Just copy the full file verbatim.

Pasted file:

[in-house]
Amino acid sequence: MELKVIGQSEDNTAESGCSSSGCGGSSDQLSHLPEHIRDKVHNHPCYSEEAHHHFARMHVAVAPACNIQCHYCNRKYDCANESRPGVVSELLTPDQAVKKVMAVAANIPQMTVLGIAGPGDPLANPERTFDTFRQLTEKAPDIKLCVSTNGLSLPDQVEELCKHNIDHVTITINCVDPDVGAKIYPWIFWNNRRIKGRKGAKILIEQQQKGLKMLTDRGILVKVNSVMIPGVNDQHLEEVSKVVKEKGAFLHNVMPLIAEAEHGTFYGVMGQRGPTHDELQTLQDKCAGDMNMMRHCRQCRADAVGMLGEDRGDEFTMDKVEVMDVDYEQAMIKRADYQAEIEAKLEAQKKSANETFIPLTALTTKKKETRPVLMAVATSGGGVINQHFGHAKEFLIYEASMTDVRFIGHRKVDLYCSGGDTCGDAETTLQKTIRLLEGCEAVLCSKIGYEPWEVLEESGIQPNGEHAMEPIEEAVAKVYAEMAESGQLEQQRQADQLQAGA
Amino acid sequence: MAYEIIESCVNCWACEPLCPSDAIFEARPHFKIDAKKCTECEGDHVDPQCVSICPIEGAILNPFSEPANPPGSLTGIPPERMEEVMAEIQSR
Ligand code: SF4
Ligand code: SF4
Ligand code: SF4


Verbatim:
[in-house]
Amino acid sequence: MELKVIGQSEDNTAESGCSSSGCGGSSDQLSHLPEHIRDKVHNHPCYSEEAHHHFARMHVAVAPACNIQCHYCNRKYDCANESRPGVVSELLTPDQAVKKVMAVAANIPQMTVLGIAGPGDPLANPERTFDTFRQLTEKAPDIKLCVSTNGLSLPDQVEELCKHNIDHVTITINCVDPDVGAKIYPWIFWNNRRIKGRKGAKILIEQQQKGLKMLTDRGILVKVNSVMIPGVNDQHLEEVSKVVKEKGAFLHNVMPLIAEAEHGTFYGVMGQRGPTHDELQTLQDKCAGDMNMMRHCRQCRADAVGMLGEDRGDEFTMDKVEVMDVDYEQAMIKRADYQAEIEAKLEAQKKSANETFIPLTALTTKKKETRPVLMAVATSGGGVINQHFGHAKEFLIYEASMTDVRFIGHRKVDLYCSGGDTCGDAETTLQKTIRLLEGCEAVLCSKIGYEPWEVLEESGIQPNGEHAMEPIEEAVAKVYAEMAESGQLEQQRQADQLQAGA
Amino acid sequence: MAYEIIESCVNCWACEPLCPSDAIFEARPHFKIDAKKCTECEGDHVDPQCVSICPIEGAILNPFSEPANPPGSLTGIPPERMEEVMAEIQSR
Ligand code: SF4
Ligand code: SF4
Ligand code: SF4